The word “criminalization” feels right and just to us. After all, it has the word “criminal” in it. Even if we feel that the punishments being inflicted are unduly harsh, at least we know who is being punished: criminals, law breakers, those who have shown disregard for the notions of right and wrong. But what if that weren’t the whole story? What if our culture of criminalization had far-reaching, unintended consequences we rarely even see or acknowledge, including forcing innocent people to suffer the loss of their homes, their families, their dignity, even their lives? This is what our culture of mass criminalization has produced. Its impact extends far beyond those who actually use or sell drugs.
Rabia Terri Harris is the founder and director of the Muslim Peace Fellowship, the first Muslim organization specifically devoted to the theory and practice of Islamic nonviolence. In the Name of Allah All-Beneficent Most Merciful It is well known that in Islam, the consumption of alcohol is prohibited. It is less well known that it was not always prohibited. The earliest companions of the Prophet drank wine – as the whole society around them drank wine – as a matter of course. It was only later in the evolution of the community, after trust in God and an aspiration to character development had become better established in the hearts of the faithful, that this particular refinement of behavior was introduced.
Today’s guest blogger is Jonathan Holmes, Policy Specialist at Chicago Coalition for the Homeless. People with criminal records face significant barriers in society. A charge or conviction can impact one’s ability to find housing, employment, and stability. The War on Drugs and mass incarceration policies have had a detrimental impact on the lives of many who are seeking to turn their lives around, but because of past records, are unable to provide for their families and be assets to their communities.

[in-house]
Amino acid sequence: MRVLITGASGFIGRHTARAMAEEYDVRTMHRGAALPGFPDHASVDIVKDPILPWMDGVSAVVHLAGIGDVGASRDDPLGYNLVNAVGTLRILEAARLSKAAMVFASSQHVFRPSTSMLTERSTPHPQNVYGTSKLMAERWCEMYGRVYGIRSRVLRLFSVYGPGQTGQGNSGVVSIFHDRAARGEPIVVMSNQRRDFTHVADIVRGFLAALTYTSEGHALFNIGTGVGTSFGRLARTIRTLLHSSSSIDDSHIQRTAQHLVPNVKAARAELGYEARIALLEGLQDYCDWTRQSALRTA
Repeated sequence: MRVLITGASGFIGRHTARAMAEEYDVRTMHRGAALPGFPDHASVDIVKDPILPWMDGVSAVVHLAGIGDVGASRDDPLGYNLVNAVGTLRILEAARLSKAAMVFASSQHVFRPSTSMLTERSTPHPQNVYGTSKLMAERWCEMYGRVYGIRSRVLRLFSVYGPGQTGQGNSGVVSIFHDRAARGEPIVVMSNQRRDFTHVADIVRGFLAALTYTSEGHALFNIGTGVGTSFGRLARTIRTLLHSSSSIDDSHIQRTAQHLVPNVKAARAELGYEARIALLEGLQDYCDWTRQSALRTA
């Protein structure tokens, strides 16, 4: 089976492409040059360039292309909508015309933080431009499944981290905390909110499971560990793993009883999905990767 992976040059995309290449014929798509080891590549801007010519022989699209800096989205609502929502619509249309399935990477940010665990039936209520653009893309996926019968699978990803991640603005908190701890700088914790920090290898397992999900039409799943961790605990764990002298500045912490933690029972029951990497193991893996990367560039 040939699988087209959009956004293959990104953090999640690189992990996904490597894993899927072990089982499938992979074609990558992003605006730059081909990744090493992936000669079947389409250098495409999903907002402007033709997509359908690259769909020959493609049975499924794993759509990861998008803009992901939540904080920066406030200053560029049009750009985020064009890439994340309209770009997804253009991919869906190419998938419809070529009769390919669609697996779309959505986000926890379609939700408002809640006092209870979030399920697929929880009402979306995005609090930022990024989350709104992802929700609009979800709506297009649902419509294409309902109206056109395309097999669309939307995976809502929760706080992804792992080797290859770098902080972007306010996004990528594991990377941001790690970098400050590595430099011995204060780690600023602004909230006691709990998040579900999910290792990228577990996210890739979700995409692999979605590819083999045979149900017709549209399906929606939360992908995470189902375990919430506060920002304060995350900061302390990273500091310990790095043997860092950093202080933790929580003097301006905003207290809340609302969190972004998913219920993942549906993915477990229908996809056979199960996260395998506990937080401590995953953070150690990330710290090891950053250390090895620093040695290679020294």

By Rev. Alexander E. Sharp, Project Director of Clergy for a New Drug Policy The following letter is being distributed to all Illinois State Senators on Tuesday, May 19 in anticipation of a vote on HB 218. Please call and urge their support. The Illinois State Senate will most likely vote this week on a bill to substitute civil sanctions – a fine, much like a traffic ticket – rather than criminal penalties for possession of very low levels of cannabis. Why should this bill (HB 218) pass? Because it reflects the truth that arrests and jail are the wrong way to respond to those who use drugs. Punishment is not the answer.
By Rev. Alexander E. Sharp Last December, I travelled to Vermont to engage clergy in ending the War on Drugs. The Episcopal Bishop had generously agreed to convene a group of colleagues in his Burlington office. They listened politely and offered constructive responses as I outlined why treating drug use as a crime, rather than a health problem, is morally wrong. When I mentioned that our current drug laws mean that individuals are “marked for life” – with barriers that keep them from ever getting jobs, housing, education and, if they are poor, public assistance and food stamps – the conversation jumped to a whole new level. “I didn’t know that,” the Bishop exclaimed. “We’ve got to educate people about this.”
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